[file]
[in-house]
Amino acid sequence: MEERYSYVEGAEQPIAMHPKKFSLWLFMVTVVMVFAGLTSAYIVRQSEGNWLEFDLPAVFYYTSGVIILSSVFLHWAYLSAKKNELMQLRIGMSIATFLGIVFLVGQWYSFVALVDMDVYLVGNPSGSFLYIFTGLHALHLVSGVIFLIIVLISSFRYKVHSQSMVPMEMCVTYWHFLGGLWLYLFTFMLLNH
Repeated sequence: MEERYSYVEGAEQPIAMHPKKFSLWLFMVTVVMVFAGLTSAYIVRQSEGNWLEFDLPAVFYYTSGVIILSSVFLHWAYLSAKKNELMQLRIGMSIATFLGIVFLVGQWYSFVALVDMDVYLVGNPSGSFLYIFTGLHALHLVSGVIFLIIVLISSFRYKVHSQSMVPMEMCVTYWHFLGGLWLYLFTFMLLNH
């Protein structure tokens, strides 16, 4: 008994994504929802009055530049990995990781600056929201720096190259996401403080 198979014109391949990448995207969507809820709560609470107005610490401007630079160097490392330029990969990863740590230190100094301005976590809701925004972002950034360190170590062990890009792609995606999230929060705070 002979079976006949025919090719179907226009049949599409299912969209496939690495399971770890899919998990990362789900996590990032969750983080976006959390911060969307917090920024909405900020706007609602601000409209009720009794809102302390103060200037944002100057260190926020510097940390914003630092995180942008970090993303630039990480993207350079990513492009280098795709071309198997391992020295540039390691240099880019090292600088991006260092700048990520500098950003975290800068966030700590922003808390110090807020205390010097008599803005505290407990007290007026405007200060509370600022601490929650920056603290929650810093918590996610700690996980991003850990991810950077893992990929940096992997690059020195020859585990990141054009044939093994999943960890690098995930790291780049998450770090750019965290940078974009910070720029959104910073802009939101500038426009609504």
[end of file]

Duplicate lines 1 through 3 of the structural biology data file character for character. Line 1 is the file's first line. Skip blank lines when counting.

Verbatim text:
[in-house]
Amino acid sequence: MEERYSYVEGAEQPIAMHPKKFSLWLFMVTVVMVFAGLTSAYIVRQSEGNWLEFDLPAVFYYTSGVIILSSVFLHWAYLSAKKNELMQLRIGMSIATFLGIVFLVGQWYSFVALVDMDVYLVGNPSGSFLYIFTGLHALHLVSGVIFLIIVLISSFRYKVHSQSMVPMEMCVTYWHFLGGLWLYLFTFMLLNH
Repeated sequence: MEERYSYVEGAEQPIAMHPKKFSLWLFMVTVVMVFAGLTSAYIVRQSEGNWLEFDLPAVFYYTSGVIILSSVFLHWAYLSAKKNELMQLRIGMSIATFLGIVFLVGQWYSFVALVDMDVYLVGNPSGSFLYIFTGLHALHLVSGVIFLIIVLISSFRYKVHSQSMVPMEMCVTYWHFLGGLWLYLFTFMLLNH